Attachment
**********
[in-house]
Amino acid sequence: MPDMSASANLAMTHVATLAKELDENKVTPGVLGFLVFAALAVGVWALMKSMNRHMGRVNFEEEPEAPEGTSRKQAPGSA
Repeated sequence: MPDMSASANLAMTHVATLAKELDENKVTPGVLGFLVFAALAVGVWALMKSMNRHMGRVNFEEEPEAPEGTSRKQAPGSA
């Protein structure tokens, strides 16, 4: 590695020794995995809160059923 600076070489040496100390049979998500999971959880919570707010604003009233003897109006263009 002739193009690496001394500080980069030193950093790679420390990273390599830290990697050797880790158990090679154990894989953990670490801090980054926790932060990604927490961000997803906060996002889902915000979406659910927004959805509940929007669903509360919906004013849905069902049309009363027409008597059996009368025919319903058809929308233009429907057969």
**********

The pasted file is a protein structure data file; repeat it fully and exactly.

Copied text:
[in-house]
Amino acid sequence: MPDMSASANLAMTHVATLAKELDENKVTPGVLGFLVFAALAVGVWALMKSMNRHMGRVNFEEEPEAPEGTSRKQAPGSA
Repeated sequence: MPDMSASANLAMTHVATLAKELDENKVTPGVLGFLVFAALAVGVWALMKSMNRHMGRVNFEEEPEAPEGTSRKQAPGSA
């Protein structure tokens, strides 16, 4: 590695020794995995809160059923 600076070489040496100390049979998500999971959880919570707010604003009233003897109006263009 002739193009690496001394500080980069030193950093790679420390990273390599830290990697050797880790158990090679154990894989953990670490801090980054926790932060990604927490961000997803906060996002889902915000979406659910927004959805509940929007669903509360919906004013849905069902049309009363027409008597059996009368025919319903058809929308233009429907057969």